Canada by Armchair
Everyone at Trufflepig has some kind of connection to Canada, whether they were born here, moved here, or just visit the HQ every other winter and discover that what passes for an overcoat in other countries doesn’t really cut it in an Ontario blizzard. Below is a very short list of books that have informed our various different impressions of and affection for the giant country. Links are to Goodreads or to author’s sites or online reviews.
The account of the discovery of the Northwest Passage. Pierre Berton is one of Canada’s best known historians and has written on everything from the Gold Rush to the construction of the railways. His books are long and dense but he has the gift for synthesizing masses of detail into a compelling narrative. The result is an extremely readable and at times thrilling account of exploration and discovery. The mapping of the Arctic is a story properly epic in scope, full of fatal heroism and spectacular folly.
- Kings of the Yukon: A River Journey in Search of the Chinook – Adam Weymouth
The author travels along more than 2000 miles of the Yukon river from the salmon spawning deep in the Yukon’s interior, downstream to where the river meets the Pacific on the Alaskan coast. Interwoven with the story of the salmon are the stories of the communities who have built their lives based on the annual salmon run, and all set against the backdrop of this epic wilderness. It’s a fascinating account of how people have been shaped and are shaping their environment – for better and for worse.
- Why I hate Canadians, How to be a Canadian & Beauty Tips from Moose Jaw – all by Will Ferguson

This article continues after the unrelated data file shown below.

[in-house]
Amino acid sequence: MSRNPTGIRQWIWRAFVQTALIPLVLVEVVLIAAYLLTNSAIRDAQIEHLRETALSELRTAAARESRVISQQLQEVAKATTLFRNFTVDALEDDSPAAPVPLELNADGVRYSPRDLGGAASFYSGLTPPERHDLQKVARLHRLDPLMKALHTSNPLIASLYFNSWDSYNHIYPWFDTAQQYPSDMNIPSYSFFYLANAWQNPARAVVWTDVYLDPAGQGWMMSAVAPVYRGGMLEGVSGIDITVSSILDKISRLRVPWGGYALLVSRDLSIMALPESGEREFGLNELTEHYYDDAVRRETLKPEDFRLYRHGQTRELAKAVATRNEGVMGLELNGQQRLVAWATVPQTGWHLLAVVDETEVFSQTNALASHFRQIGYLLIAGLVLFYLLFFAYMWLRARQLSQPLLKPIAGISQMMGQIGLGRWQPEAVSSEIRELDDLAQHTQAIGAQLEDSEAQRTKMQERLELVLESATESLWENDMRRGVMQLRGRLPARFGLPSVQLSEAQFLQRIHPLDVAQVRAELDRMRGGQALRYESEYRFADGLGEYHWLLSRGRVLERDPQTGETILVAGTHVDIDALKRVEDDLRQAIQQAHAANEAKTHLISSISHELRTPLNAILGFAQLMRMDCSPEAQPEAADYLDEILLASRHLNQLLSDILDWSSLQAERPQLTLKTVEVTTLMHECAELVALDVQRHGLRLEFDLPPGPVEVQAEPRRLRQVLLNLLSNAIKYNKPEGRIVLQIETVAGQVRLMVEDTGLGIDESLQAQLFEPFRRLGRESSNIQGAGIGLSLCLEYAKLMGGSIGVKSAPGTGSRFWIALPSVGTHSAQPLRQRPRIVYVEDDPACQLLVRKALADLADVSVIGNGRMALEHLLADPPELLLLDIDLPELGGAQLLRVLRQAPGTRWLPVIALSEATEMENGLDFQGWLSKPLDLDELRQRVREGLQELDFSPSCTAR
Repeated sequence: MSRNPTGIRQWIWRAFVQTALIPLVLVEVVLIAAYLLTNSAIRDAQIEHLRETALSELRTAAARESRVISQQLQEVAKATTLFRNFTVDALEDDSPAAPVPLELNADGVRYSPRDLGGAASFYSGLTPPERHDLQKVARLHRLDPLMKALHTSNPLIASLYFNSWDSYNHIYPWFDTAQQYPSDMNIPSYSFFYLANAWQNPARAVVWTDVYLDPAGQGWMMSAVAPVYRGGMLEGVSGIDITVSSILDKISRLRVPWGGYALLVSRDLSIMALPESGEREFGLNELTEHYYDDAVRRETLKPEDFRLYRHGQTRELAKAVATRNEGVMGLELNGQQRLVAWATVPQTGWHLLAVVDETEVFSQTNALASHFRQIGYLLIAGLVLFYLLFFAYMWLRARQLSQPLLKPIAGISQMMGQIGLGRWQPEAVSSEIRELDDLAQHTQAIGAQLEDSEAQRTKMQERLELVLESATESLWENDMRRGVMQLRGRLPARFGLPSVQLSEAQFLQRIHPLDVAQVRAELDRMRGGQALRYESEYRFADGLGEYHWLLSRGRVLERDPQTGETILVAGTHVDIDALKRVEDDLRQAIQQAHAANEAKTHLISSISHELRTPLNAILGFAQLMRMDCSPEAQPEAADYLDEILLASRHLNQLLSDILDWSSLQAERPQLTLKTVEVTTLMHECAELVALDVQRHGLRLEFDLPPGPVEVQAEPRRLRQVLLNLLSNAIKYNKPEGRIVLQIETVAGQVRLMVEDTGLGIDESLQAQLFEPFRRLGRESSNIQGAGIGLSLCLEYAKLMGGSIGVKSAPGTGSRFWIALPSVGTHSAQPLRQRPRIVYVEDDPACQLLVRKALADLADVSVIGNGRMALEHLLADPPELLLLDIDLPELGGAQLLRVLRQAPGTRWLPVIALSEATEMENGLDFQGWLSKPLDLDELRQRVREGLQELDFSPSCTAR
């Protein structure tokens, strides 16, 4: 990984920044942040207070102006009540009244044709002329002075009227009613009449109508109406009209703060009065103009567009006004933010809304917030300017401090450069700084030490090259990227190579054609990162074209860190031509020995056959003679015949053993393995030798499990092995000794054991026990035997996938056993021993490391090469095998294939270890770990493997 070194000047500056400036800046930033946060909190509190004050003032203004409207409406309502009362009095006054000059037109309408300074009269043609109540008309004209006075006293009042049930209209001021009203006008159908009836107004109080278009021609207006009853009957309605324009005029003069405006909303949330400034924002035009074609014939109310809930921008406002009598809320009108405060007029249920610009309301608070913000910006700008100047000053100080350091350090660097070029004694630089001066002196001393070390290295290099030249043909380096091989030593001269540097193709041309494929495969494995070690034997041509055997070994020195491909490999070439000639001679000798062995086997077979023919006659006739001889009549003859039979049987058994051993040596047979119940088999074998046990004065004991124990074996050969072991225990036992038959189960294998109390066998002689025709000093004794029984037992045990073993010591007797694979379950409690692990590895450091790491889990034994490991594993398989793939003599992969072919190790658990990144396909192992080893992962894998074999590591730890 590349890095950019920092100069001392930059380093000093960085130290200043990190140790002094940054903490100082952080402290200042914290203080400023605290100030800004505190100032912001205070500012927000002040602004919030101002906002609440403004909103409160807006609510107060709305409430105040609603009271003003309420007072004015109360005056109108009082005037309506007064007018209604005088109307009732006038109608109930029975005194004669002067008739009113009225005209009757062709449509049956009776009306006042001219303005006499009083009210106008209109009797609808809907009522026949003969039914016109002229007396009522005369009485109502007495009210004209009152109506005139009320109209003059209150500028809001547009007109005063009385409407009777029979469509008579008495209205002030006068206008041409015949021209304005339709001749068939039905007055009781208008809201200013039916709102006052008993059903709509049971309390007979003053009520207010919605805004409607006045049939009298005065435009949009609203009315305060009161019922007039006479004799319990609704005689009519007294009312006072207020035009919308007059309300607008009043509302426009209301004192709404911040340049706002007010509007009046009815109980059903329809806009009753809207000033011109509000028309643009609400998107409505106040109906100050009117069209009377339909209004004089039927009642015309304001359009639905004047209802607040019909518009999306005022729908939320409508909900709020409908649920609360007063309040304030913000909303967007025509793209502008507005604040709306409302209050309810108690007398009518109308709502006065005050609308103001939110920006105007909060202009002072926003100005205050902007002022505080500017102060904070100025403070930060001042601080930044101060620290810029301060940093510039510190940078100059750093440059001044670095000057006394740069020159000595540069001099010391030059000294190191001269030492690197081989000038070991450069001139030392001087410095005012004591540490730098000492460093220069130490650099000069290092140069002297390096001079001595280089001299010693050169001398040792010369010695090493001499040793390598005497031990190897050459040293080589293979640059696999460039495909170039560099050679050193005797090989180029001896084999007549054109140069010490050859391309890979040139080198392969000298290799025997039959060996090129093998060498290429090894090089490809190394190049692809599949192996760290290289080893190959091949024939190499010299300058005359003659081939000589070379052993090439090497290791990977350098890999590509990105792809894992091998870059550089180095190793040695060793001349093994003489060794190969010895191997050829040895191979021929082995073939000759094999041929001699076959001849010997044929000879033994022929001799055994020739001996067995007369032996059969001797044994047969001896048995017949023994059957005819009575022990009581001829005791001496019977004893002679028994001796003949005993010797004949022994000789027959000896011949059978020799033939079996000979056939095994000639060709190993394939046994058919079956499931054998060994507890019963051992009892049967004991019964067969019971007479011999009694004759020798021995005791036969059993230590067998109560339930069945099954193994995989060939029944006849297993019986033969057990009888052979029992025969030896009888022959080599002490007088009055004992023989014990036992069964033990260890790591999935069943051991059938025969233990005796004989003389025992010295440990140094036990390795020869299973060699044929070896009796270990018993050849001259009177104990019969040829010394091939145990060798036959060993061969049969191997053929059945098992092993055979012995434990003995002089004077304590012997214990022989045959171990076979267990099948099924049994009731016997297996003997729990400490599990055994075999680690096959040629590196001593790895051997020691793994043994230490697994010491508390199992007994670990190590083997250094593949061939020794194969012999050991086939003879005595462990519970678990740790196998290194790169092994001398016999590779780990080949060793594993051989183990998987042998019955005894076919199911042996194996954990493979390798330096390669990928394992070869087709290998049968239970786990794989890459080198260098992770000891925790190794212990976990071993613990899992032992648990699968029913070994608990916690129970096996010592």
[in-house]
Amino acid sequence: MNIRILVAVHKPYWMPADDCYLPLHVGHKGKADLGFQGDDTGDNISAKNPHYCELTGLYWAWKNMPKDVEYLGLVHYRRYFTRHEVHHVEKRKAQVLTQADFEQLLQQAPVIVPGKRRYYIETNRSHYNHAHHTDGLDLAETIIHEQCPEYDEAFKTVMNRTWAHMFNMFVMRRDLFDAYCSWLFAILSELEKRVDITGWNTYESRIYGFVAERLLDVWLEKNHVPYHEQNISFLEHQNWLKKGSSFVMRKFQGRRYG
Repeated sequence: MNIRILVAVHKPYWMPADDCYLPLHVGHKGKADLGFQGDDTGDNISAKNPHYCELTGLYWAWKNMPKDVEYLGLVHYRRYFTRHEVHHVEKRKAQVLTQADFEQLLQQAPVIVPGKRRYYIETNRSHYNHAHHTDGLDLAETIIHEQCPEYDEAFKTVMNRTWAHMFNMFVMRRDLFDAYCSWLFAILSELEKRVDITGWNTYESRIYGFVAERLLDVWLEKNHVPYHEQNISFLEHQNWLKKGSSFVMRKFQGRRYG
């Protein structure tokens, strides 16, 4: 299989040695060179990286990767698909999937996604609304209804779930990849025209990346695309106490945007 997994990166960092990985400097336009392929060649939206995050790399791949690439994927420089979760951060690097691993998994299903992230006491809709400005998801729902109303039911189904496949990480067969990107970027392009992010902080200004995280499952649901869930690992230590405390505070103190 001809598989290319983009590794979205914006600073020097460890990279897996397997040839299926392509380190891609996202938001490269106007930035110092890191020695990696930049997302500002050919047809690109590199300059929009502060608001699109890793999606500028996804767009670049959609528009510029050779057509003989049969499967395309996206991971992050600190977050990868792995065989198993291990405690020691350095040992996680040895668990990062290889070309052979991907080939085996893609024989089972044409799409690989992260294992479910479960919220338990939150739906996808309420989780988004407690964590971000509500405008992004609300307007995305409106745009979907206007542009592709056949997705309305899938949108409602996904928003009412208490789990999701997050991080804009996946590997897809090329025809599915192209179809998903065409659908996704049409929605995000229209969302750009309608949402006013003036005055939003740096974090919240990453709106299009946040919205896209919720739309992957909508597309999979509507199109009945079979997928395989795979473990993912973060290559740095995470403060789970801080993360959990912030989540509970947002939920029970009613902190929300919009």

Fifteen years ago, with a move across the pond imminent, our planner Claudia decided to soak up as much Canadiana as possible in anticipation of her new life. She devoured these three books, written by a man often referred to as Canada’s Bill Bryson. Witty, hilarious, and easy to digest, they served as a great introduction to a great country.
- The Shipping News – E.Annie Proulx
Annie Proulx ain’t Canadian, but this novel finds a foothold in Newfoundland and in the realities of learning family histories without the myths. A great read for a trip to St. Johns.
- A Fair Country – John Raulston Saul
John Ralston Saul’s philosophizes on the origins of ‘Canadian’ culture as a body of multicultural values. A deep dive but well worth it. Although Saul seems to love the cadence of his sentences perhaps a bit more than he should, there are some blazing insights on the other side.
- Alone against the North – Adam Shoalts
The story of the author realising that his lust to explore the wide wide world can be satisfied in Ontario, by mapping rivers never paddled by cartographers. It is a great read that shows the enormous expanse of Ontario, narrated by Adam who is a very interesting dude, (and was nice enough to answer emails on camping trips to boot.)
- The Bush Runner: The Adventures of Pierre Esprit Radisson – Mark Bourrie
Radisson’s story begins as many probably did, as an immigrant to the new world looking to start a life where Europe’s rigid social structures didn’t restrict one’s options. The book charts Radisson’s ascent from essentially a feudal French peasant to piratical millionaire fur-trader, and is nothing short of incredible. Equal parts con man, explorer and mercenary, Radisson was supremely adaptable and became the ultimate survivor in a new world, when life was often short and frequently brutal ,and where law and order as we understand it rarely extended beyond the gates of the nearest French or English settlement.
- How to pronounce Knife – Souvankham Thammavongsa
A series of short stories from Souvankham Thammavongsa on family experience of Canada as immigrants, struggles in new cultures, and generational differences.
- Never Cry Wolf – Farley Mowat
It’s hard to tell what is fiction and what is non-fiction in Farley Mowat’s book, but it is all entertaining and interesting. A researcher sent to the north to see if wolves are affecting the caribou herd migrations, with a case of beer and plenty of panache and curiosity.
- In the Skin of a Lion – Michael Oondatje
A mesmerising read that interweaves the narratives of various characters over time (some of which return in The English Patient) and gives an evocative impression of the city of Toronto coming into existence.